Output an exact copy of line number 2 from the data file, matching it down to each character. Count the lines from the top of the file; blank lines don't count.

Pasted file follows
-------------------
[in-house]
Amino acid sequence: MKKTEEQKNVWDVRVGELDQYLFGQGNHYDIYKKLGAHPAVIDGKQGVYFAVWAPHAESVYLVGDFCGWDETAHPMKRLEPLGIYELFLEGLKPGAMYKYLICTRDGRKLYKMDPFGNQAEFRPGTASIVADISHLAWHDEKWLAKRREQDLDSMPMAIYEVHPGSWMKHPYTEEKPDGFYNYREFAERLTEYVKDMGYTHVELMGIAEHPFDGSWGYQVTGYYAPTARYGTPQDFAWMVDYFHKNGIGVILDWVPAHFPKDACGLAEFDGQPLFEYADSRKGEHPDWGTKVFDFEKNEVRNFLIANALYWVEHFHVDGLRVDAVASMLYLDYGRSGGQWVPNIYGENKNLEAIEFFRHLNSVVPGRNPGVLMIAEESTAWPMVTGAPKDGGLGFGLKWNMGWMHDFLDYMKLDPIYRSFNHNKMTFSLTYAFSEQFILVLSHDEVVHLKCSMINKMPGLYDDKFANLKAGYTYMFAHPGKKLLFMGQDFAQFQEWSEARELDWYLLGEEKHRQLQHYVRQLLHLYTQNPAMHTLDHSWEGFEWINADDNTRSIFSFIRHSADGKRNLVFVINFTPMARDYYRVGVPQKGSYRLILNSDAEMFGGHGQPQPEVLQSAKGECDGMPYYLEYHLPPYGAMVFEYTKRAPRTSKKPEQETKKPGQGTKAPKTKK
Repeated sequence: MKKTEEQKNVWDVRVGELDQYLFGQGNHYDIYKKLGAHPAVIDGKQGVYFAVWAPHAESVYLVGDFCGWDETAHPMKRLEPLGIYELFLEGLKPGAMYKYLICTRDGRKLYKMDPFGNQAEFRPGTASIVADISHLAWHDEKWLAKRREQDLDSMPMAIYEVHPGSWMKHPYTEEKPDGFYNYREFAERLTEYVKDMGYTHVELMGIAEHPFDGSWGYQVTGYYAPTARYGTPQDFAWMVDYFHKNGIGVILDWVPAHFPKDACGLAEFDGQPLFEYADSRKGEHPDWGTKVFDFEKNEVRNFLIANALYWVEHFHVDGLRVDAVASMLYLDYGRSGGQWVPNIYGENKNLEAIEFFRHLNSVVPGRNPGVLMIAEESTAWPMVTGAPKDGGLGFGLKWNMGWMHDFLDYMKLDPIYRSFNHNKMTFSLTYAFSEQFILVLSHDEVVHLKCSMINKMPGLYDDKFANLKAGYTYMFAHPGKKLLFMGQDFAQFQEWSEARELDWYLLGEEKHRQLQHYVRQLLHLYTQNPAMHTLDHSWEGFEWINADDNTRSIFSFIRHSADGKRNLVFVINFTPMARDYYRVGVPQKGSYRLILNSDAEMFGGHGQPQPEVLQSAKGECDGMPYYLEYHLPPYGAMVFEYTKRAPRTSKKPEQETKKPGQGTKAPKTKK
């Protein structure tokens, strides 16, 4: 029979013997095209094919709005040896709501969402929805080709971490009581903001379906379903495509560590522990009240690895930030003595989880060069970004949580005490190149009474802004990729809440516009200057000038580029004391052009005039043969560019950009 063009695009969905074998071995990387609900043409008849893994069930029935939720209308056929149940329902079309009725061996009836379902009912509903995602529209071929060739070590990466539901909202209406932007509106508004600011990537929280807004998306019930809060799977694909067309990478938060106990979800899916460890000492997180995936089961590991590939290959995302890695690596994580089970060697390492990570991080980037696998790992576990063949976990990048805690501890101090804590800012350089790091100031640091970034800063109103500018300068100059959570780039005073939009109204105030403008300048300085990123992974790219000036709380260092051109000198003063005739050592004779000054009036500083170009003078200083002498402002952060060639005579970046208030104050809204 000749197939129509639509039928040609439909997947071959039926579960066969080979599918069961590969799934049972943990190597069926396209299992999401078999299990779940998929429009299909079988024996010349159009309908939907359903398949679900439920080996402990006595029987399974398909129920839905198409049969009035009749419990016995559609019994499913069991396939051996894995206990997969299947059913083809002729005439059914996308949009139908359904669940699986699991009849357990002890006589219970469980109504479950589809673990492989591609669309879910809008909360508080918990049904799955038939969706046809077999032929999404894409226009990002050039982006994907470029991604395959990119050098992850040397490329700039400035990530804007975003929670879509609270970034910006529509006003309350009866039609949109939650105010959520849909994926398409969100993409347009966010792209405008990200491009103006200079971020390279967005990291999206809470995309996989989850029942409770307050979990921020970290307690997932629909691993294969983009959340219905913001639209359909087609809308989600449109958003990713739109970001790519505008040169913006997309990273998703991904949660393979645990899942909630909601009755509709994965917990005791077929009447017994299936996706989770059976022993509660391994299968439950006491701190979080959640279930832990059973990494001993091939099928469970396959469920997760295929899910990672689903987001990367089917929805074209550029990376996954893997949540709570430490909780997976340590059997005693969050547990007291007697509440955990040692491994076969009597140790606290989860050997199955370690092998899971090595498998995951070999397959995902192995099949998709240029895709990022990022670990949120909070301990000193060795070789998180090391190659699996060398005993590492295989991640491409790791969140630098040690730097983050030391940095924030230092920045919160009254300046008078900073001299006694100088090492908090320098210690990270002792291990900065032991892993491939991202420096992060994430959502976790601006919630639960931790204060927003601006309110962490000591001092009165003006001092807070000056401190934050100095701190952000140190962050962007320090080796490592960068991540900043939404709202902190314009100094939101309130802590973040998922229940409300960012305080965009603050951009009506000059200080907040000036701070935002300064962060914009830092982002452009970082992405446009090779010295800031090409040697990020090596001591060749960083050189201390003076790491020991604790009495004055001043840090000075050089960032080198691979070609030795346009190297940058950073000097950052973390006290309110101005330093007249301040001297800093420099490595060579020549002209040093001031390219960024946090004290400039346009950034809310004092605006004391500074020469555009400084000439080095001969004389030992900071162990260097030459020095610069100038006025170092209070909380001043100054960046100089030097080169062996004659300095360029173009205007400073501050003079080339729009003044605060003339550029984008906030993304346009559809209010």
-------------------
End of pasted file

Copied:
Amino acid sequence: MKKTEEQKNVWDVRVGELDQYLFGQGNHYDIYKKLGAHPAVIDGKQGVYFAVWAPHAESVYLVGDFCGWDETAHPMKRLEPLGIYELFLEGLKPGAMYKYLICTRDGRKLYKMDPFGNQAEFRPGTASIVADISHLAWHDEKWLAKRREQDLDSMPMAIYEVHPGSWMKHPYTEEKPDGFYNYREFAERLTEYVKDMGYTHVELMGIAEHPFDGSWGYQVTGYYAPTARYGTPQDFAWMVDYFHKNGIGVILDWVPAHFPKDACGLAEFDGQPLFEYADSRKGEHPDWGTKVFDFEKNEVRNFLIANALYWVEHFHVDGLRVDAVASMLYLDYGRSGGQWVPNIYGENKNLEAIEFFRHLNSVVPGRNPGVLMIAEESTAWPMVTGAPKDGGLGFGLKWNMGWMHDFLDYMKLDPIYRSFNHNKMTFSLTYAFSEQFILVLSHDEVVHLKCSMINKMPGLYDDKFANLKAGYTYMFAHPGKKLLFMGQDFAQFQEWSEARELDWYLLGEEKHRQLQHYVRQLLHLYTQNPAMHTLDHSWEGFEWINADDNTRSIFSFIRHSADGKRNLVFVINFTPMARDYYRVGVPQKGSYRLILNSDAEMFGGHGQPQPEVLQSAKGECDGMPYYLEYHLPPYGAMVFEYTKRAPRTSKKPEQETKKPGQGTKAPKTKK